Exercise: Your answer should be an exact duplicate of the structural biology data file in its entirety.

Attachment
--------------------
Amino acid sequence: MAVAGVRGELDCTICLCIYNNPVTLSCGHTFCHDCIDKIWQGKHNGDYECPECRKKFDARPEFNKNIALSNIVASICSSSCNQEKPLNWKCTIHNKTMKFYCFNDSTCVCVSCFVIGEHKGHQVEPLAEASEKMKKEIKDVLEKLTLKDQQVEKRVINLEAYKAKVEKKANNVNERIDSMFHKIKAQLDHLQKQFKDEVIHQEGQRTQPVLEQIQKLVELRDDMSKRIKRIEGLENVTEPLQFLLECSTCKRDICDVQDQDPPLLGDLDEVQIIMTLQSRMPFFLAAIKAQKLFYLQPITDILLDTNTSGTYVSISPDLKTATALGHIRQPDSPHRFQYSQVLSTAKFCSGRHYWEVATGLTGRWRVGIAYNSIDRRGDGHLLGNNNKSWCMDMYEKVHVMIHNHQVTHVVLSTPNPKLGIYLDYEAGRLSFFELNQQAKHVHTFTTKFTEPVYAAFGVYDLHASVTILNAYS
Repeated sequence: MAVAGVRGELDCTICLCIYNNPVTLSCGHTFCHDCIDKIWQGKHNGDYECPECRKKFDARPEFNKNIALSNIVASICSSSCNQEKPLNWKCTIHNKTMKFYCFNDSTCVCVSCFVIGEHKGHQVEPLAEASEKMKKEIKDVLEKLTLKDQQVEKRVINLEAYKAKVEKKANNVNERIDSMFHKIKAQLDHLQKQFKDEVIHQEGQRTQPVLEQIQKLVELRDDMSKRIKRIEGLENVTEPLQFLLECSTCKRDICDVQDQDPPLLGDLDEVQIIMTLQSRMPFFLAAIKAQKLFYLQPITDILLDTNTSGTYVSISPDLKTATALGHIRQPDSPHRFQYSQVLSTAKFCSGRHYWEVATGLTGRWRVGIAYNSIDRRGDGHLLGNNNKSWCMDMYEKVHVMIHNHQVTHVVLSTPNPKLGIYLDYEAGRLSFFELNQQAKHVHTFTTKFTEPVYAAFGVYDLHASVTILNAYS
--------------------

Amino acid sequence: MAVAGVRGELDCTICLCIYNNPVTLSCGHTFCHDCIDKIWQGKHNGDYECPECRKKFDARPEFNKNIALSNIVASICSSSCNQEKPLNWKCTIHNKTMKFYCFNDSTCVCVSCFVIGEHKGHQVEPLAEASEKMKKEIKDVLEKLTLKDQQVEKRVINLEAYKAKVEKKANNVNERIDSMFHKIKAQLDHLQKQFKDEVIHQEGQRTQPVLEQIQKLVELRDDMSKRIKRIEGLENVTEPLQFLLECSTCKRDICDVQDQDPPLLGDLDEVQIIMTLQSRMPFFLAAIKAQKLFYLQPITDILLDTNTSGTYVSISPDLKTATALGHIRQPDSPHRFQYSQVLSTAKFCSGRHYWEVATGLTGRWRVGIAYNSIDRRGDGHLLGNNNKSWCMDMYEKVHVMIHNHQVTHVVLSTPNPKLGIYLDYEAGRLSFFELNQQAKHVHTFTTKFTEPVYAAFGVYDLHASVTILNAYS
Repeated sequence: MAVAGVRGELDCTICLCIYNNPVTLSCGHTFCHDCIDKIWQGKHNGDYECPECRKKFDARPEFNKNIALSNIVASICSSSCNQEKPLNWKCTIHNKTMKFYCFNDSTCVCVSCFVIGEHKGHQVEPLAEASEKMKKEIKDVLEKLTLKDQQVEKRVINLEAYKAKVEKKANNVNERIDSMFHKIKAQLDHLQKQFKDEVIHQEGQRTQPVLEQIQKLVELRDDMSKRIKRIEGLENVTEPLQFLLECSTCKRDICDVQDQDPPLLGDLDEVQIIMTLQSRMPFFLAAIKAQKLFYLQPITDILLDTNTSGTYVSISPDLKTATALGHIRQPDSPHRFQYSQVLSTAKFCSGRHYWEVATGLTGRWRVGIAYNSIDRRGDGHLLGNNNKSWCMDMYEKVHVMIHNHQVTHVVLSTPNPKLGIYLDYEAGRLSFFELNQQAKHVHTFTTKFTEPVYAAFGVYDLHASVTILNAYS